Table of Contents

International Documents on Corporate Responsibility

International Documents on Corporate Responsibility

Edited by Stephen Tully

International Documents on Corporate Responsibility includes the principal international, regional and national instruments drafted by intergovernmental organisations or states as well as codes of conduct formulated by industry associations, trade unions and non-governmental organisations. The coverage includes the fields of human rights, international criminal and environmental law, labour standards, international trade, armed conflict, sustainable development, corruption, consumer protection and corporate governance. Each document is accompanied by a brief explanatory commentary outlining the historical origins of the instrument, the principal actors involved, controversial negotiation issues, applicable implementation procedure, and identifies further reference material.

Chapter 122: WHO: Framework Convention on Tobacco Control 2003

Edited by Stephen Tully

Subjects: law - academic, company and insolvency law, corporate law and governance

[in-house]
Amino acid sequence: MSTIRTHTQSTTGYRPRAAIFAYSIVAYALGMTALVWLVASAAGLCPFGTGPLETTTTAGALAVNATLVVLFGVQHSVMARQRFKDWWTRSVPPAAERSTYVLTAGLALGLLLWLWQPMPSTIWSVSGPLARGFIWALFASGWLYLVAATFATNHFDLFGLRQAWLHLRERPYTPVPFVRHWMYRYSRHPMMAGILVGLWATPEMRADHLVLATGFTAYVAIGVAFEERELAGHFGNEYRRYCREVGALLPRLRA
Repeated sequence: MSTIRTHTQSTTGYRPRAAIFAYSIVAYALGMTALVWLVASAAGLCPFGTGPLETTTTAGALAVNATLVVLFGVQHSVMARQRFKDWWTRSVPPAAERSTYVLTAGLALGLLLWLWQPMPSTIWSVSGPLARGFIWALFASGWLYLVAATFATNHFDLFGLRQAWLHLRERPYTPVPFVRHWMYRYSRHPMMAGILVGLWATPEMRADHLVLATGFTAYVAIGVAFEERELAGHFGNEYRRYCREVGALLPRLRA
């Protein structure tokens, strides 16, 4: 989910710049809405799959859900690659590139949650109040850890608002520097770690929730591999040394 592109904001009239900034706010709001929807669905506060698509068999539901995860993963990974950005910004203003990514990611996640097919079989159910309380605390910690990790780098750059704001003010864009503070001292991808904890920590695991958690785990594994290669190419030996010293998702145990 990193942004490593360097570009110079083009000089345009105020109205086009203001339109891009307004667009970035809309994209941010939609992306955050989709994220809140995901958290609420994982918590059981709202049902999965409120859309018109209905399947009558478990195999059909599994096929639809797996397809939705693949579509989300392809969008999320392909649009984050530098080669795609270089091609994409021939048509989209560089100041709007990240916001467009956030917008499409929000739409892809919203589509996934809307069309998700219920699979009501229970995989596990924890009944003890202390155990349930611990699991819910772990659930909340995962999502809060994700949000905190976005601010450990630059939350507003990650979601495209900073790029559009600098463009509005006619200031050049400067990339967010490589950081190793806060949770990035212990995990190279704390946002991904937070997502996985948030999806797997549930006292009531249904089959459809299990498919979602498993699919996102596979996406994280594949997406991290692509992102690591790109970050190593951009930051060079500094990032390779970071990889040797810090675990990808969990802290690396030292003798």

122. WHO: Framework Convention on Tobacco Control, 2003 Commentary: The Framework Convention on Tobacco Control (FCTC) (WHA Resolution WHA56.1 (2003), entry into force 2005) is the first treaty negotiated under WHO’s auspices and addresses both demand reduction strategies and supplyside concerns. WHA Resolution WHA 48.11 (1995) requested the Director-General to consider the feasibility of a framework convention: see WHO (1997), ‘The Feasibility of an International Instrument for Tobacco Control’, WHO Doc EB97/INF.DOC.4; WHO Executive Board (EB) Resolution EB97.R8. WHA Resolution WHA49.17 then requested the Director-General to initiate an FCTC. WHA Resolution WHA52.18 (1999) established a technical working group and an intergovernmental negotiating body. After two sessions the former produced a provisional draft (WHO Document A53/12) which initiated intergovernmental negotiations: WHA Resolution WHA53.16. The first session of the intergovernmental negotiating body was preceded by a public hearing where the public health community, tobacco industry and farmers’ groups made submissions. Two NGOs were subsequently admitted into official relations: see WHO Docs EB107/19 & A/FCTC/INB2/6 Add.1 as well as WHO Decision EB107(2). An international conference on the illicit tobacco products trade was held during 2002. In addition to the provisions extracted below, Article 7 envisages non-price measures for reducing tobacco demand and complementing Article 6. Article 14 contemplates governments promoting the cessation of tobacco use and adequately treating tobacco dependence. Article 17 envisages governments supporting economically viable alternatives for tobacco workers, growers and sellers. Governments also agreed under Article 18 to consider environmental protection and human health in relation to tobacco cultivation and...

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